US20160173997A1 (en) * 2014-12-12 2016-06-16 Gn Resound A/S Hearing device with service mode and related method
DE102015217982A1 (en) * 2015-09-18 2017-03-23 Sivantos Pte. Ltd. Method for selecting a communication state for at least one mobile terminal
CN106197881A (en) * 2016-06-24 2016-12-07 成都信息工程大学 Valve leakage monitoring wireless acoustic imaging device

Citations (8)

* Cited by examiner, † Cited by third party
Publication number Priority date Publication date Assignee Title
US20020071435A1 (en) * 1994-09-06 2002-06-13 Interdigital Technology Corporation Transfer station for wireless telephone distribution system with time and space diversity transmission
US20030058829A1 (en) * 2001-01-16 2003-03-27 Anuj Batra Structured adaptive frequency hopping
US20070009124A1 (en) * 2003-06-06 2007-01-11 Gn Resound A/S Hearing aid wireless network
US20070086601A1 (en) * 2005-10-17 2007-04-19 Mitchler Dennis W Flexible wireless air interface system
US20070201423A1 (en) * 2006-01-11 2007-08-30 Rajiv Laroia Methods and apparatus relating to timing and/or synchronization including the use of wireless terminals beacon signals
US20090245551A1 (en) * 2006-03-16 2009-10-01 Gn Resound A/S Hearing Aid With Adaptive Data Reception Timing
US20100158292A1 (en) * 2008-12-22 2010-06-24 Gn Resound A/S Wireless network protocol for a hearing system
US20100157790A1 (en) * 2008-12-22 2010-06-24 Gn Resound A/S Error correction scheme in a hearing system wireless network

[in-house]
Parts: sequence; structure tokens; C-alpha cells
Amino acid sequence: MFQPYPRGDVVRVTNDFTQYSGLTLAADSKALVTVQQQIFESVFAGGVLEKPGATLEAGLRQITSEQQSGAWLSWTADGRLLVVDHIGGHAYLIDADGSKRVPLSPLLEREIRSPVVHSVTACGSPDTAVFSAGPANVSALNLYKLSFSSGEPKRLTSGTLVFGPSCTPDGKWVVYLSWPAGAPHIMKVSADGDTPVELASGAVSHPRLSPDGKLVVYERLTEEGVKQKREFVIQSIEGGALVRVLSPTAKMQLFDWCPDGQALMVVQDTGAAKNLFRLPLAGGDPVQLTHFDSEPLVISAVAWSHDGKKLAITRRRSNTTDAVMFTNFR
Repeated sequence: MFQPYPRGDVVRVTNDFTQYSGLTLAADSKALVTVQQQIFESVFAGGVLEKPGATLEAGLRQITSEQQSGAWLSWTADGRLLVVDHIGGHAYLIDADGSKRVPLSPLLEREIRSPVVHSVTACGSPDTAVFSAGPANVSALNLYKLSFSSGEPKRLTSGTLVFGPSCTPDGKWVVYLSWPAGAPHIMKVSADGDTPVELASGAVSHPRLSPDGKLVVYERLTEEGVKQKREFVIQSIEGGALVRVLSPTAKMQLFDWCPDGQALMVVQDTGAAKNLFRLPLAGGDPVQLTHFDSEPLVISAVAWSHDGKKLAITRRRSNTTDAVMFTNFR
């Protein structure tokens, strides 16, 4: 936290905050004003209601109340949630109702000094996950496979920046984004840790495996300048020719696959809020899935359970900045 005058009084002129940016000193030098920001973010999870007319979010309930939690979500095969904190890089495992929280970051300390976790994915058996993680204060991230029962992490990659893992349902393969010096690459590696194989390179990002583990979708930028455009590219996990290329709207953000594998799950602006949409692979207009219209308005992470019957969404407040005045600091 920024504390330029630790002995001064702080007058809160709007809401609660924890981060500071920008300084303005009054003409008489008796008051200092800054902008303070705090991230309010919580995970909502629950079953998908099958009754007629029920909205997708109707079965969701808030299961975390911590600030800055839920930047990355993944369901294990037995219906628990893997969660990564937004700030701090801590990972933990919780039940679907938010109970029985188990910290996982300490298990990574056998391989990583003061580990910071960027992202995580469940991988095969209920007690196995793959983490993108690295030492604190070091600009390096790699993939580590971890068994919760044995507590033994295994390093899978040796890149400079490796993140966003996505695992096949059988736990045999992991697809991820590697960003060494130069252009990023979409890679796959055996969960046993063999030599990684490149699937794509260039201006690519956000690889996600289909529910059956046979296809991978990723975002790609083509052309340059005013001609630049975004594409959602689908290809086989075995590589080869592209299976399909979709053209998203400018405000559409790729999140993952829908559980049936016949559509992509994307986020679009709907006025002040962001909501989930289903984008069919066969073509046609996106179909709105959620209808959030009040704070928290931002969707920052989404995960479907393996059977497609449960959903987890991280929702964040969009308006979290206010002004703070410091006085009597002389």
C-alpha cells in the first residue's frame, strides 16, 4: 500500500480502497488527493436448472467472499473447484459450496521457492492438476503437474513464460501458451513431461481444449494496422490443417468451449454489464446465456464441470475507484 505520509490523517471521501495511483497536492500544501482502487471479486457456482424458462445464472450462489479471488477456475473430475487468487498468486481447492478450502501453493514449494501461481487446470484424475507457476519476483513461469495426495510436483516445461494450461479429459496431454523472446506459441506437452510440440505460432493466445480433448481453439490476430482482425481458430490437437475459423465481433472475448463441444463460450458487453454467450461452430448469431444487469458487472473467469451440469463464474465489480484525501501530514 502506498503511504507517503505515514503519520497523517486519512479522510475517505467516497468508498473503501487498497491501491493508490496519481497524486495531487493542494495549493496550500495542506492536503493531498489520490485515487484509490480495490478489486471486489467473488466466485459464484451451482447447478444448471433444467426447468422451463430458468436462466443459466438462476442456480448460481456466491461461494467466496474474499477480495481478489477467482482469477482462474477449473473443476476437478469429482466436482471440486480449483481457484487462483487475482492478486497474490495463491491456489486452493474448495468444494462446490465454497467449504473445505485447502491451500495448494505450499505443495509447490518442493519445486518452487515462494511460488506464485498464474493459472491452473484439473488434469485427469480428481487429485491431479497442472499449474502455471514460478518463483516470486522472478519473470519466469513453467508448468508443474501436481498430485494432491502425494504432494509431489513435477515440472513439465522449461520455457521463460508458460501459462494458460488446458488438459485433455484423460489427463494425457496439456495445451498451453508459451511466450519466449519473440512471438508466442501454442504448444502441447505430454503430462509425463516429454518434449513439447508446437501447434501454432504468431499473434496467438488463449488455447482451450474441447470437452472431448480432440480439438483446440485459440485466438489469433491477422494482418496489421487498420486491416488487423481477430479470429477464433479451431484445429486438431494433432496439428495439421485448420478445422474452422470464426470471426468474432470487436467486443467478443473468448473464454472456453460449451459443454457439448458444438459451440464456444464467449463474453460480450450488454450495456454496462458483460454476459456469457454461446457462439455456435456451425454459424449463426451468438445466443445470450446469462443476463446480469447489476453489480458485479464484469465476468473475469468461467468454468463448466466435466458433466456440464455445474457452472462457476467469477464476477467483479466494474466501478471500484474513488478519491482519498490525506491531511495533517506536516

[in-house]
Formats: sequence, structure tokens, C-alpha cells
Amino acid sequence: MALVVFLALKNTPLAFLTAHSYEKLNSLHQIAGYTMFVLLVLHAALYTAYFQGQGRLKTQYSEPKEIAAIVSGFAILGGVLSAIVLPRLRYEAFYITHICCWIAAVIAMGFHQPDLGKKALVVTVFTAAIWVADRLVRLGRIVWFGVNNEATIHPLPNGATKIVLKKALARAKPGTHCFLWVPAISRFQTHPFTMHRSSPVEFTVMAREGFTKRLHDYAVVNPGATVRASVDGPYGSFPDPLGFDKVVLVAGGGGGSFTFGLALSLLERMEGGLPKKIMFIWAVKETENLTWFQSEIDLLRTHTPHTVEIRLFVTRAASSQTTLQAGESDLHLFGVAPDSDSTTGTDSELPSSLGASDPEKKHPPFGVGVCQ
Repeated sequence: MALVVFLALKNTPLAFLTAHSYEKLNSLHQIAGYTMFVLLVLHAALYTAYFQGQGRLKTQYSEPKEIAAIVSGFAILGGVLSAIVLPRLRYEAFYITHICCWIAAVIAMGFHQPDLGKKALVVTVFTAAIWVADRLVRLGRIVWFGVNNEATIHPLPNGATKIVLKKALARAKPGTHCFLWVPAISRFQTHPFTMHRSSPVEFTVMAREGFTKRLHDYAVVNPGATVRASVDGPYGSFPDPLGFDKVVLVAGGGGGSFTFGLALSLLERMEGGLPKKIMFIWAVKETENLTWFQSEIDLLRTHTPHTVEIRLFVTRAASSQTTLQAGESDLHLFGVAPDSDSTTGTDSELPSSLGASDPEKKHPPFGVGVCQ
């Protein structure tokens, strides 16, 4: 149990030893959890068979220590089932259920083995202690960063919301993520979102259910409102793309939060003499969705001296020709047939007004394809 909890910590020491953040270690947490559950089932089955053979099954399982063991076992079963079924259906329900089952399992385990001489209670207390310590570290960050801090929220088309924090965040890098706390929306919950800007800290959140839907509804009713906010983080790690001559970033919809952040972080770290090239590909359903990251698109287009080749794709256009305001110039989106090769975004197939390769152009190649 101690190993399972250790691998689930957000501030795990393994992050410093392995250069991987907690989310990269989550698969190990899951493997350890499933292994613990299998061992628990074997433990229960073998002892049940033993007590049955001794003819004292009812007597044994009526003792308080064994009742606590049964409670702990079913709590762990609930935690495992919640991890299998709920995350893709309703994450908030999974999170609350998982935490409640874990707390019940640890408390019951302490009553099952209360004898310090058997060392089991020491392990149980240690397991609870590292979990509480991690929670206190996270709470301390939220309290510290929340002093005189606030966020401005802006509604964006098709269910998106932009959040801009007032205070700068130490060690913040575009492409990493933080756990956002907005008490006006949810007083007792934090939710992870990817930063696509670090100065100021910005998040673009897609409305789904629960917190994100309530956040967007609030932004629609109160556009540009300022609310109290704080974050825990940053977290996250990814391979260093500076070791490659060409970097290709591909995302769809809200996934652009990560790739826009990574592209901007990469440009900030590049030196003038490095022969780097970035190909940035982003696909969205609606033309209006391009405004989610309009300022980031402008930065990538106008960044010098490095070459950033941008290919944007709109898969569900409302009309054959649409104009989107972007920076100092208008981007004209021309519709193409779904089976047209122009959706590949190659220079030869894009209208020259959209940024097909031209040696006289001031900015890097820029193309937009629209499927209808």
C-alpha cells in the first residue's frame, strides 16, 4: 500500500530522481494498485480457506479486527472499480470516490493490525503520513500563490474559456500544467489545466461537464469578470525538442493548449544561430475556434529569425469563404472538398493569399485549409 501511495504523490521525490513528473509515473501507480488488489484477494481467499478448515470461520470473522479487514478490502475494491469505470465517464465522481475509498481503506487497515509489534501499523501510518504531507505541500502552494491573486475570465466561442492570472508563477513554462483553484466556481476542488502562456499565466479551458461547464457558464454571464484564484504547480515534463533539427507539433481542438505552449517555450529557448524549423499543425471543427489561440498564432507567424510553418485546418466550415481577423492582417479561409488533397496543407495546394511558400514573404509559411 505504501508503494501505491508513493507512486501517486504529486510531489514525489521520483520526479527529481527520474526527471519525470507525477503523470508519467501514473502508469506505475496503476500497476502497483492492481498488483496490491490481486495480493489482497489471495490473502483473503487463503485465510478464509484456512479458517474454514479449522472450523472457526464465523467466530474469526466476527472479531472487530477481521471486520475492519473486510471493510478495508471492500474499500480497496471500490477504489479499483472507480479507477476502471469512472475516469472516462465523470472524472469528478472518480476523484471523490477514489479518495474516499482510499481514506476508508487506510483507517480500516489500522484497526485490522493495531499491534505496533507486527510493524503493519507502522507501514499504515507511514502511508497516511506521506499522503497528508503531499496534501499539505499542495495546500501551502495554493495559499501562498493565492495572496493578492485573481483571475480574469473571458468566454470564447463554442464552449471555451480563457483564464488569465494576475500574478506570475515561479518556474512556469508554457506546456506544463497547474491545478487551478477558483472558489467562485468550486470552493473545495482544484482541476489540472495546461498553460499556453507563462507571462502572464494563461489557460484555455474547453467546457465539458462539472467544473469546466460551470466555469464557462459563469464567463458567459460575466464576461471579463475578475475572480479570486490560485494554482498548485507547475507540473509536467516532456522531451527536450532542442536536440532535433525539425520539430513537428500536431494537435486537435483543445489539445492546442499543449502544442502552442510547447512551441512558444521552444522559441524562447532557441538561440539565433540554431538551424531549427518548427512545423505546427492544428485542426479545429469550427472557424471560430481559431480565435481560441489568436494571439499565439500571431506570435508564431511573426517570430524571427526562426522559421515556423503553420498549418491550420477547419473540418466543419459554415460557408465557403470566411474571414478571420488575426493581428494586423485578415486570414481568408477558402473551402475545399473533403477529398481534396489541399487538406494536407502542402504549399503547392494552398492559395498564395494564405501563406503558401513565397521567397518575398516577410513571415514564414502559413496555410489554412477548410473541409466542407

Family Cites Families (12)

* Cited by examiner, † Cited by third party
Publication number Priority date Publication date Assignee Title
JPH09509033A (en) * 1994-12-01 1997-09-09 フィリップス エレクトロニクス ネムローゼ フェンノートシャップ Communications system
CA2286522C (en) 1999-10-18 2006-06-13 767313 Alberta Ltd. Diversity communication system and method of operation thereof
GB0113271D0 (en) 2001-06-01 2001-07-25 Koninkl Philips Electronics Nv Antenna diversity arrangement
US7653017B2 (en) 2004-01-30 2010-01-26 Stmicroelectronics N.V. Bluetooth sniff mode power saving
US7529565B2 (en) 2004-04-08 2009-05-05 Starkey Laboratories, Inc. Wireless communication protocol
DE102004047759B3 (en) 2004-09-30 2006-06-01 Siemens Audiologische Technik Gmbh Use of a hearing aid system with at least two hearing aids
US7489913B2 (en) 2005-01-04 2009-02-10 Motorola, Inc. Method for controlling diversity receivers in a wireless communication device
DE602006017044D1 (en) 2006-06-01 2010-11-04 Phonak Ag Method for setting a hearing aid system